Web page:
I honestly had a few doubts about finding jobs online (since my line of work had nothing to do with online). But surprisingly, there were lots of them for all of my skills.
Now I am actually turning down work because I have my plate full. And from my experience, I learned a few things which I will share with you. I think they will be of great help if you decide to become a freelancer.
1. Find what your skill is and find a way to take it online.
You might be tempted to think that your job can’t possibly work online. That’s what I thought at first. But think again. Lots of jobs can be done online nowadays, especially with the help of software. Also, your hobby can become a skill that pays the bills. In my case, it was photography. Surprisingly, the things I never thought as money-making skills are what made me a freelancer food stylist.
And if you think about pursuing the same path, I’ve got a few tips for you:
The first and most important is PRACTICE, PRACTICE, PRACTICE. I can't stress that enough. The more you shoot, the better you'll get.
Always try new things. Don't be afraid to look for inspiration from other food stylists, even if your photos will sometimes look a bit similar. They will get better in time and you will develop your own original style.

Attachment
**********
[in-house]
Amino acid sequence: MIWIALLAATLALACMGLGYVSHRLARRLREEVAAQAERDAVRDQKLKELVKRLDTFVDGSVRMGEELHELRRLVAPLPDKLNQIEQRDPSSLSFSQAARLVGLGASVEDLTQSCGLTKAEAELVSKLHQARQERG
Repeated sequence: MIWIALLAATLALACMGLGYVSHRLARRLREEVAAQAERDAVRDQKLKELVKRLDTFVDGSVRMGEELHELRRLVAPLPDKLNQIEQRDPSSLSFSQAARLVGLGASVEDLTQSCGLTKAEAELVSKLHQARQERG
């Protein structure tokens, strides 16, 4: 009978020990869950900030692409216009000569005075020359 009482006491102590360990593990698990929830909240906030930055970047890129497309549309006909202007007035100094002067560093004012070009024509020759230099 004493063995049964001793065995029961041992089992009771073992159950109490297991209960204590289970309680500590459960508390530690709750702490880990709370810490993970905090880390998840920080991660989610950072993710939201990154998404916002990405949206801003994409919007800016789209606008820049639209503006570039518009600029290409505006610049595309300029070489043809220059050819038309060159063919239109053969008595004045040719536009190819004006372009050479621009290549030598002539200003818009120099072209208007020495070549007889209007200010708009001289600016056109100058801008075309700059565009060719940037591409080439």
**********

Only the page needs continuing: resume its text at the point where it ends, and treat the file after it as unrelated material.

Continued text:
Experiment with shooting from all possible angles. You will be amazed how different food and texture look when changing angles.
Don't buy the most expensive gear right from the start. Learn the camera's functions first, practice, make your mistakes (there's going to be loads of them in the beginning) and only then start spending money on premium gear.
2. When you’re just starting, don’t sell yourself short but don’t ask too much either
This is quite a dilemma for most beginning freelancers. Especially for those like me that used to work for a fixed salary.
I thought: ‘I know my work is top quality but if I ask a high price, nobody would hire me because I am a beginner. If I ask a low price I will end up doing top work for pennies’. And I kinda didn’t want to accept anything lower than what I was making as a chef.